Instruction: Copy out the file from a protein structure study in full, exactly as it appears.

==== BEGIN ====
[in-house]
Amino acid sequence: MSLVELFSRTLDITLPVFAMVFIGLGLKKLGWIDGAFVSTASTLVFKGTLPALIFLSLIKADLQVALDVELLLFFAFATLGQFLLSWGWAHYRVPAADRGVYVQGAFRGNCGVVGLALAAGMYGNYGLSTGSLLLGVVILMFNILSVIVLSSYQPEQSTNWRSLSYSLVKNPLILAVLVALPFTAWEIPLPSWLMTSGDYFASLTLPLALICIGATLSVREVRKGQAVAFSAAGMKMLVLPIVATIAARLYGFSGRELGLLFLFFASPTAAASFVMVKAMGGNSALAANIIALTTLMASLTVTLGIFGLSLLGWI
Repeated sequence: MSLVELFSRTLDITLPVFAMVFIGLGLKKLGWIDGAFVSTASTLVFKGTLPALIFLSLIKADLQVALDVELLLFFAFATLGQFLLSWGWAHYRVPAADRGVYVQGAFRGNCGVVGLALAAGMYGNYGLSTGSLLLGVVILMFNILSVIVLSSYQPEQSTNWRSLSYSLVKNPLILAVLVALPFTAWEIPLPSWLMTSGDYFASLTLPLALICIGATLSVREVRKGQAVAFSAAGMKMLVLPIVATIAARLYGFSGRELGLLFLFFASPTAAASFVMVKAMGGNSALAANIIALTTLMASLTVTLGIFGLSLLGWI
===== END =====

[in-house]
Amino acid sequence: MSLVELFSRTLDITLPVFAMVFIGLGLKKLGWIDGAFVSTASTLVFKGTLPALIFLSLIKADLQVALDVELLLFFAFATLGQFLLSWGWAHYRVPAADRGVYVQGAFRGNCGVVGLALAAGMYGNYGLSTGSLLLGVVILMFNILSVIVLSSYQPEQSTNWRSLSYSLVKNPLILAVLVALPFTAWEIPLPSWLMTSGDYFASLTLPLALICIGATLSVREVRKGQAVAFSAAGMKMLVLPIVATIAARLYGFSGRELGLLFLFFASPTAAASFVMVKAMGGNSALAANIIALTTLMASLTVTLGIFGLSLLGWI
Repeated sequence: MSLVELFSRTLDITLPVFAMVFIGLGLKKLGWIDGAFVSTASTLVFKGTLPALIFLSLIKADLQVALDVELLLFFAFATLGQFLLSWGWAHYRVPAADRGVYVQGAFRGNCGVVGLALAAGMYGNYGLSTGSLLLGVVILMFNILSVIVLSSYQPEQSTNWRSLSYSLVKNPLILAVLVALPFTAWEIPLPSWLMTSGDYFASLTLPLALICIGATLSVREVRKGQAVAFSAAGMKMLVLPIVATIAARLYGFSGRELGLLFLFFASPTAAASFVMVKAMGGNSALAANIIALTTLMASLTVTLGIFGLSLLGWI